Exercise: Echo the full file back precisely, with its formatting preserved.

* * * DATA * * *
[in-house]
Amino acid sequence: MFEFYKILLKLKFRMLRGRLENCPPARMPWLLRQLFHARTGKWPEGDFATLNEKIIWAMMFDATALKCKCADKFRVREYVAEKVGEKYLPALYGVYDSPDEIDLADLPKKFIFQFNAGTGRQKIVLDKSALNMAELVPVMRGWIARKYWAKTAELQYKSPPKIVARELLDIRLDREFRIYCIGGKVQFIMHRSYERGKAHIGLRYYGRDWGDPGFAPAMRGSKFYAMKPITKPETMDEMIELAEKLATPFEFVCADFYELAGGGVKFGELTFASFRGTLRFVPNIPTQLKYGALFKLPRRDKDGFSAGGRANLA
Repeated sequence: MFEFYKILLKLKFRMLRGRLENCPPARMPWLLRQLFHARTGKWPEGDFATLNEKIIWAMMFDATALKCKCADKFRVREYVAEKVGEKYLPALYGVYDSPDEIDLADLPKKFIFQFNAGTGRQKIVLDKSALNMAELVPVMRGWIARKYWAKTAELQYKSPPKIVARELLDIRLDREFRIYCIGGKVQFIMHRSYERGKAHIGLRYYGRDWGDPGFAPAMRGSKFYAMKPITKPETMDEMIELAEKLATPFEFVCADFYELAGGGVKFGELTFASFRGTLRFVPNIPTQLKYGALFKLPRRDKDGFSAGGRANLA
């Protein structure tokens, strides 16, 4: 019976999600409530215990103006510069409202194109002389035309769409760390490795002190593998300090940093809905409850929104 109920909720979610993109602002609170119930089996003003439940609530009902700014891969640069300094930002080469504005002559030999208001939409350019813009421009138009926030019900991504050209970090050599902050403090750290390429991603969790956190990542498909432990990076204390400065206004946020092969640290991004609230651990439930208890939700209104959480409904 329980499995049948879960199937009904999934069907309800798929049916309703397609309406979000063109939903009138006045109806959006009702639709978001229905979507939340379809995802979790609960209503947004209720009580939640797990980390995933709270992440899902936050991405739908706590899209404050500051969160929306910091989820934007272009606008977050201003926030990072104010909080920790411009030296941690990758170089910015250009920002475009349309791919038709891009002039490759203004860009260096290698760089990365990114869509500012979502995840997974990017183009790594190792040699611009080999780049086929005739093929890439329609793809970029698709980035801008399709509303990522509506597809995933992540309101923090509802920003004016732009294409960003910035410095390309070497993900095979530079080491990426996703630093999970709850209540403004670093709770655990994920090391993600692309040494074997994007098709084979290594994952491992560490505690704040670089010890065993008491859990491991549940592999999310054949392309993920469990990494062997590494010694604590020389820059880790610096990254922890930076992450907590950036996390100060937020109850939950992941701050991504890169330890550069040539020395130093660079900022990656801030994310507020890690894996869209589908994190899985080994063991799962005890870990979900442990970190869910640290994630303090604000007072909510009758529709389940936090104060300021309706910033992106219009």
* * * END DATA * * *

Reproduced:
[in-house]
Amino acid sequence: MFEFYKILLKLKFRMLRGRLENCPPARMPWLLRQLFHARTGKWPEGDFATLNEKIIWAMMFDATALKCKCADKFRVREYVAEKVGEKYLPALYGVYDSPDEIDLADLPKKFIFQFNAGTGRQKIVLDKSALNMAELVPVMRGWIARKYWAKTAELQYKSPPKIVARELLDIRLDREFRIYCIGGKVQFIMHRSYERGKAHIGLRYYGRDWGDPGFAPAMRGSKFYAMKPITKPETMDEMIELAEKLATPFEFVCADFYELAGGGVKFGELTFASFRGTLRFVPNIPTQLKYGALFKLPRRDKDGFSAGGRANLA
Repeated sequence: MFEFYKILLKLKFRMLRGRLENCPPARMPWLLRQLFHARTGKWPEGDFATLNEKIIWAMMFDATALKCKCADKFRVREYVAEKVGEKYLPALYGVYDSPDEIDLADLPKKFIFQFNAGTGRQKIVLDKSALNMAELVPVMRGWIARKYWAKTAELQYKSPPKIVARELLDIRLDREFRIYCIGGKVQFIMHRSYERGKAHIGLRYYGRDWGDPGFAPAMRGSKFYAMKPITKPETMDEMIELAEKLATPFEFVCADFYELAGGGVKFGELTFASFRGTLRFVPNIPTQLKYGALFKLPRRDKDGFSAGGRANLA
């Protein structure tokens, strides 16, 4: 019976999600409530215990103006510069409202194109002389035309769409760390490795002190593998300090940093809905409850929104 109920909720979610993109602002609170119930089996003003439940609530009902700014891969640069300094930002080469504005002559030999208001939409350019813009421009138009926030019900991504050209970090050599902050403090750290390429991603969790956190990542498909432990990076204390400065206004946020092969640290991004609230651990439930208890939700209104959480409904 329980499995049948879960199937009904999934069907309800798929049916309703397609309406979000063109939903009138006045109806959006009702639709978001229905979507939340379809995802979790609960209503947004209720009580939640797990980390995933709270992440899902936050991405739908706590899209404050500051969160929306910091989820934007272009606008977050201003926030990072104010909080920790411009030296941690990758170089910015250009920002475009349309791919038709891009002039490759203004860009260096290698760089990365990114869509500012979502995840997974990017183009790594190792040699611009080999780049086929005739093929890439329609793809970029698709980035801008399709509303990522509506597809995933992540309101923090509802920003004016732009294409960003910035410095390309070497993900095979530079080491990426996703630093999970709850209540403004670093709770655990994920090391993600692309040494074997994007098709084979290594994952491992560490505690704040670089010890065993008491859990491991549940592999999310054949392309993920469990990494062997590494010694604590020389820059880790610096990254922890930076992450907590950036996390100060937020109850939950992941701050991504890169330890550069040539020395130093660079900022990656801030994310507020890690894996869209589908994190899985080994063991799962005890870990979900442990970190869910640290994630303090604000007072909510009758529709389940936090104060300021309706910033992106219009």